(Dublin, 5 June 2019) Can you tell us a bit about yourself?
My name is Mette Nord. I recently celebrated my 60th birthday and am the president of Fagforbundet in Norway. We have over 367000 members and organise workers across the public services. My hometown is Porsgrunn. It is two hours from our capital Oslo and I still live there with my husband. I have two children, three step-children and three, soon four, lovely grandchildren who I spend as much time with as possible. I am a licensed practical nurse and have a degree in health administration. I worked in a nursing home before I started as a full-time elected representative for the trade union.
How did you join the union movement?
It was natural to join the union when I started my education as a practical nurse. When we were going to elect our new representative at the nursing home where I worked, someone pointed me out and I accepted the challenge. I have always been committed to defend our members’ interests and contribute to the social and professional development of our workplaces. Tripartite collaboration and cooperation are essential to achieving this and ensuring the full development of all workers’ skills and competences.
What positions have you had in the trade union?
I have been an elected representative at my workplace as well as in Fagforbundet’s local and regional branches. In 2009, I became vice president of the union and between 2009 and 2013 I was also a deputy representative in the Norwegian parliament. I became state secretary at the office of the Prime Minister, Jens Stoltenberg in 2013 and was elected President of Fagforbundet that same year. This year I will be a Labour Party candidate in the municipal elections in Porsgrunn. In all my roles, I have had both political and organisational responsibilities and have led many negotiations at both local and national levels.
What are the big challenges and main political battles for the unions in Norway?
The biggest challenge has been and will continue to be to mobilise and organise as many people in the trade unions as possible. This is essential to give legitimacy to our demands on both pay- and working conditions as well as socio-political issues. In Norway today we have a conservative government that wants to create what it calls more flexibility in our labour market. In reality this means making it easier to employ more temporary employees and less security in terms of pay and employment conditions. Conservative policies are especially hard on women with no priority given to their rights to equal pay and a full-time job. Workers’ rights are under attack every single day and we see an increase of inequality in our country.
What do you see as main challenges for workers in Europe?
Right across Europe, we need to mobilise more workers in our trade unions and make sure that we increase our influence. Our strength is that we are the many and that we stand together not just in each country, but also in Europe and internationally. The challenges that we face are similar, but in different degrees. The solutions may not always be the same, but we will learn from each other and work with each other to achieve change for workers. We must make sure that our natural resources benefit all in our communities and not just the few and we have to do this in a sustainable manner, respecting our environment.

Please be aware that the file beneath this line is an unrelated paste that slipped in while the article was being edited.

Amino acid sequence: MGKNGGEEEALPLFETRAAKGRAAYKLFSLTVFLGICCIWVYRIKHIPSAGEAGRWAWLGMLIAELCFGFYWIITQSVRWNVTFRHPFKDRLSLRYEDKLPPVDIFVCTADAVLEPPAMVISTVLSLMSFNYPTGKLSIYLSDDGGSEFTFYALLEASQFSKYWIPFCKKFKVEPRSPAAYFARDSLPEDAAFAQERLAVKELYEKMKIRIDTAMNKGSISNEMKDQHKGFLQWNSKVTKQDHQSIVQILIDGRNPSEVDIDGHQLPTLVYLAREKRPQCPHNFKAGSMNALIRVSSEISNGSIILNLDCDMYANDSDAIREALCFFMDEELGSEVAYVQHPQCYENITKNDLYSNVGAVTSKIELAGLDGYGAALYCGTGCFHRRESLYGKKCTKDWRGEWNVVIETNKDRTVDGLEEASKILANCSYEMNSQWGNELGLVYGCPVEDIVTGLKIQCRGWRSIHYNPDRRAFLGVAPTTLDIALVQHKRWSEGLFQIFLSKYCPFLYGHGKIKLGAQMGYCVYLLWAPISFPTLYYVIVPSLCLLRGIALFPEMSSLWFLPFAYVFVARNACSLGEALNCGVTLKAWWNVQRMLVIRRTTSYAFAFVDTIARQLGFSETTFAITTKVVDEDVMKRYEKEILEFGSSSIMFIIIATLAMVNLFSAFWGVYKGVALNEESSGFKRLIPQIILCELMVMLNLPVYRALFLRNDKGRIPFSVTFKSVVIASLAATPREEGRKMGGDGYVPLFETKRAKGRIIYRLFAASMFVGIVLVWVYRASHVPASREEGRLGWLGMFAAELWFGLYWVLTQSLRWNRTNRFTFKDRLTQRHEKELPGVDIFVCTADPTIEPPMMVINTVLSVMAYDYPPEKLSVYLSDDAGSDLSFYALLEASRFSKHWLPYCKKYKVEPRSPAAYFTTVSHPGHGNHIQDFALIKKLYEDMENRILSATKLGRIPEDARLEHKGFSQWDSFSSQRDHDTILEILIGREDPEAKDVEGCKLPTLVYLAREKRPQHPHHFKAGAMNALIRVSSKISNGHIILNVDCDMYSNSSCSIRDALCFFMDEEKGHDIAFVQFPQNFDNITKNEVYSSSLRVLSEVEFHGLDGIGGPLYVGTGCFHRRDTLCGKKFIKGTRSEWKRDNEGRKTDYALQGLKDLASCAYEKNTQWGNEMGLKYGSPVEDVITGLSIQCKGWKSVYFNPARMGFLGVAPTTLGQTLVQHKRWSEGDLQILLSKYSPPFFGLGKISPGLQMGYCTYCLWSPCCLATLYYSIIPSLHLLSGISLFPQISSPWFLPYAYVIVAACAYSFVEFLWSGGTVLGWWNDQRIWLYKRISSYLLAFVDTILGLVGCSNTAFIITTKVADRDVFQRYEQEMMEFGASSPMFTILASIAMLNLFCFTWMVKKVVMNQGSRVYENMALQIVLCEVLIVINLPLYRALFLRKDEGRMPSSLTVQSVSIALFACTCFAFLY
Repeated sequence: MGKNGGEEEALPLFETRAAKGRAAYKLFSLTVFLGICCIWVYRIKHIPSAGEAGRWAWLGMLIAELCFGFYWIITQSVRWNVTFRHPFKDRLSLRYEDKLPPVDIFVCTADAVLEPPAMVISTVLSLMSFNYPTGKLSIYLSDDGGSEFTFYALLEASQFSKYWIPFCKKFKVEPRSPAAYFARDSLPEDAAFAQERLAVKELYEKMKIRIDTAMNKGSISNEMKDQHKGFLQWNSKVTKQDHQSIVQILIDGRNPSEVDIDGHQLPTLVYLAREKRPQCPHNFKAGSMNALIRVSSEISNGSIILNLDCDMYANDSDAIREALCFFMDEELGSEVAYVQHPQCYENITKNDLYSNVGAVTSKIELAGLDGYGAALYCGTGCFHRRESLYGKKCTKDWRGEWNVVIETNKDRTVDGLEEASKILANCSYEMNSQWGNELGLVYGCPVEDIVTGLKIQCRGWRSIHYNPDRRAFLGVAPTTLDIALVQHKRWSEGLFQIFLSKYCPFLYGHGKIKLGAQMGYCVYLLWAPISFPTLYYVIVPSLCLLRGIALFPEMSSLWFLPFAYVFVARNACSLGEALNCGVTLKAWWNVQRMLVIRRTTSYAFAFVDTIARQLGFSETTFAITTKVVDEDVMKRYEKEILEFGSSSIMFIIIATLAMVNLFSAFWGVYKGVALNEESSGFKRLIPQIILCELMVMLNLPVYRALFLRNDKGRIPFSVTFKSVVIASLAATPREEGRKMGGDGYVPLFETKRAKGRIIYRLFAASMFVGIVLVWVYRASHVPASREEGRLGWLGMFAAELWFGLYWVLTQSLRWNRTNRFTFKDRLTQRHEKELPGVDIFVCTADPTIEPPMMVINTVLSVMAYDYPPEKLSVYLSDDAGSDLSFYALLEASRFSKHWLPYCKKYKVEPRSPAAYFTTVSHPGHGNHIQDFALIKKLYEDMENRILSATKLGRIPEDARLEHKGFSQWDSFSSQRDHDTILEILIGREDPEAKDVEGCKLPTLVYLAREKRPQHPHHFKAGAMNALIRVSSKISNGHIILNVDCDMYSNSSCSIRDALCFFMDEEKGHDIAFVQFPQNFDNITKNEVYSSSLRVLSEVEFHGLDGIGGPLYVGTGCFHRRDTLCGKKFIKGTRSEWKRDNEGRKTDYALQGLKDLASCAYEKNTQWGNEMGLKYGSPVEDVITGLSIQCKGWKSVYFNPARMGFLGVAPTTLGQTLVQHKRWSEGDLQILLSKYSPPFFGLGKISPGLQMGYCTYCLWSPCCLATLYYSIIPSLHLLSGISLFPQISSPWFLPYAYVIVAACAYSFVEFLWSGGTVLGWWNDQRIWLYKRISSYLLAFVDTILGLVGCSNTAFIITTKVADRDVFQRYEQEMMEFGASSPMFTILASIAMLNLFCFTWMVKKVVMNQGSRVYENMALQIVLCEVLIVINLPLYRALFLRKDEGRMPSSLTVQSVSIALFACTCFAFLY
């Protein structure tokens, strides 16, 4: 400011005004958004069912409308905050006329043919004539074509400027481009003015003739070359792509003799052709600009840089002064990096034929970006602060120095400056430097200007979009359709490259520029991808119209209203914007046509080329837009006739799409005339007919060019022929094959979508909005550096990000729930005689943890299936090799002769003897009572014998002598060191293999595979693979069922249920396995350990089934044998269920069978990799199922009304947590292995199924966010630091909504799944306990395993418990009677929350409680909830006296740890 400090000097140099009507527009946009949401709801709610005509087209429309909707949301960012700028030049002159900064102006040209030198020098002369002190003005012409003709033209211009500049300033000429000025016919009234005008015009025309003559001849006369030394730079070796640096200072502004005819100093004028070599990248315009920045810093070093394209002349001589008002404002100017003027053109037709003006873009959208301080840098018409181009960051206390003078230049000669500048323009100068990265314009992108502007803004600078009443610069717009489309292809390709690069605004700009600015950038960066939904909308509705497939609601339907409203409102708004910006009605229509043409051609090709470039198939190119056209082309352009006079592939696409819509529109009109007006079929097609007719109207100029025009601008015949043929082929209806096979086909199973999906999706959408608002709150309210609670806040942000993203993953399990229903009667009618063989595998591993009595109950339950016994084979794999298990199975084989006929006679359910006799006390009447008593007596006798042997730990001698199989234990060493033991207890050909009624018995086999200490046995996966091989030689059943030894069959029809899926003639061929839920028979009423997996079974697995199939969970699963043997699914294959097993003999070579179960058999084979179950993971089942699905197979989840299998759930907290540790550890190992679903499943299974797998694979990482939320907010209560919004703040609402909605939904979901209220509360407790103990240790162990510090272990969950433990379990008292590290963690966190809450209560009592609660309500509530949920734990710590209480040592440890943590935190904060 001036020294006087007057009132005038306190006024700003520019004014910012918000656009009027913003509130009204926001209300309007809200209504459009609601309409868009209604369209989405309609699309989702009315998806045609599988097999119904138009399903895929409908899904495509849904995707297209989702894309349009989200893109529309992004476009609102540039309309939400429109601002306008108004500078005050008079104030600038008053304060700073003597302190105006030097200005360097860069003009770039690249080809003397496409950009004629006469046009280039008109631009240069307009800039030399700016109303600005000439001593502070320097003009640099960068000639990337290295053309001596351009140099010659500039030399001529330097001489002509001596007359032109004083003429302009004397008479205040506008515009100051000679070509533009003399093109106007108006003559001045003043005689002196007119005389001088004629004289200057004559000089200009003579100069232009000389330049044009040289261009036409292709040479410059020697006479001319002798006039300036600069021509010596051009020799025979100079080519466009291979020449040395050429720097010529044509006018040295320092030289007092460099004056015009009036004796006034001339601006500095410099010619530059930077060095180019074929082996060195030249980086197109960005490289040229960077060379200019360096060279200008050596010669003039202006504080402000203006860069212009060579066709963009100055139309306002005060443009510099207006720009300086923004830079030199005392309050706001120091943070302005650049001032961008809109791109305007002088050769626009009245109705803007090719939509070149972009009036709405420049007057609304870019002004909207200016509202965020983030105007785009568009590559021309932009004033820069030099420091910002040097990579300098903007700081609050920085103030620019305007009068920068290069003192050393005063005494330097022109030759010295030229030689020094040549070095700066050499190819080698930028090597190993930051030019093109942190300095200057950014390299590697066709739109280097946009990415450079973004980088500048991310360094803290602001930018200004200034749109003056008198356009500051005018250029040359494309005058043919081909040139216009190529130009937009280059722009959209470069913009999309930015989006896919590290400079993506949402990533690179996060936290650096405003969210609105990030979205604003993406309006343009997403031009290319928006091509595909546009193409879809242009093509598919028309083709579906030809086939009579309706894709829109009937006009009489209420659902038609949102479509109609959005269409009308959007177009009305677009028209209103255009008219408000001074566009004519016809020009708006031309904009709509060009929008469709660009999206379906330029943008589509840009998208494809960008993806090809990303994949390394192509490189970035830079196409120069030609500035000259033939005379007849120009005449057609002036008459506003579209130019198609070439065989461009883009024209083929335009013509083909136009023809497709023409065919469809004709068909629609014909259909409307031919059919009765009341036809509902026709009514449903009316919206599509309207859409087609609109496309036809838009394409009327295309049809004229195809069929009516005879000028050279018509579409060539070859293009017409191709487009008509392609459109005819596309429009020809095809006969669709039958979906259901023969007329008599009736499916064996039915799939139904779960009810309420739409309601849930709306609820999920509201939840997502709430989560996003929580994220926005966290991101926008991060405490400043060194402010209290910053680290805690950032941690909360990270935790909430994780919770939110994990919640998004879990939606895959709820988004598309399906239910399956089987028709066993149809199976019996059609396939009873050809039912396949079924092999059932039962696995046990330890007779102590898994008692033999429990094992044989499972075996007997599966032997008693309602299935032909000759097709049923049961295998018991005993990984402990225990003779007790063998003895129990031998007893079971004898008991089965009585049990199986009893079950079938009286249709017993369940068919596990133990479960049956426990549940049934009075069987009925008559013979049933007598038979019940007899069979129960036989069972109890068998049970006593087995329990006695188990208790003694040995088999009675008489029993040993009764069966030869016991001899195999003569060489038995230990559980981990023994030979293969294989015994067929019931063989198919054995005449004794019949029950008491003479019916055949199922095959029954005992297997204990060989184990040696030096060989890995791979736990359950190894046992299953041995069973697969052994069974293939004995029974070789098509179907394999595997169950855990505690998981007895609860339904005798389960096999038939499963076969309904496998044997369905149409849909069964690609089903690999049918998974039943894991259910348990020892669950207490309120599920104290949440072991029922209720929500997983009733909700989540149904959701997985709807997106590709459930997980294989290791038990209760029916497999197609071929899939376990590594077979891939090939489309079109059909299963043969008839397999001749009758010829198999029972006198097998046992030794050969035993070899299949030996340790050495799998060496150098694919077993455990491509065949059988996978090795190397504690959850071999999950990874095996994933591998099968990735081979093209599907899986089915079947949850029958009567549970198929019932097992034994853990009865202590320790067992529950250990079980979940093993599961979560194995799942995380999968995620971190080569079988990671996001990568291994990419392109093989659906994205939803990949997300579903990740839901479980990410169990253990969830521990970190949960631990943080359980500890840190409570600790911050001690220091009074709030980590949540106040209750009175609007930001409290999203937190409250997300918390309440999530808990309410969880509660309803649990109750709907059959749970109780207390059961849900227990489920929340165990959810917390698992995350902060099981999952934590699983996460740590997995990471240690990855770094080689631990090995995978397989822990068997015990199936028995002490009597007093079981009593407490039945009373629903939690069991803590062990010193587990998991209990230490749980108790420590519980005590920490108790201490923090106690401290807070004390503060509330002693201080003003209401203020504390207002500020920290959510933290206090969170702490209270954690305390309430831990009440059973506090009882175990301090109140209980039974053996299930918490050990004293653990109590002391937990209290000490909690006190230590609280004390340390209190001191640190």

I want to contribute to the struggle of the European public service unions and our European Federation to achieve a social and sustainable Europe. Tackling the climate crisis and putting people and our planet over profits are key. It is crucial to invest in public services and the men and women who deliver them, which means higher pay and better conditions for many. As President of the Federation I will strongly support action to reduce the gender pay and pension gaps and fight for equality between men and women, as set out in EPSU’s “Breaking with the Past” manifesto. In Norway we want people to have control over our water supplies and energy resources and I believe this is important for all countries. Public utilities are crucial for ensuring many quality jobs and, of course, for guaranteeing essential services for all our citizens. Public utilities and public services play a central role in developing our economies and societies. Privatising them invariably leads to worse working conditions and more inequality, while failing to, redistribute wealth or deliver more sustainable communities.
A major concern is the attacks we see on our democratic values. We need to stand up for our democracies in Europe, take a stand against those who want to divide us and set us against each other. An increase of social inequality in our countries and in our continent will only result in apathy or extremism. We see an emergence of extremist groups, both political and religious and that is a consequence of more inequality in our societies. These groups attack women’s rights but they will find the unions and the Federation standing in their way. In the European Union policies of austerity and neglect of workers’ interests have contributed to the rise in these extremist groups. It is now time to deliver more fairness for workers and our communities. To achieve this we need more Europe in our unions in the sense that we need to work more systematically together towards bringing a change in the EU and other European arenas. We have to defend and promote the rights, health, safety and working conditions of Europe’s public service workers, and to deliver a sustainable future for us all.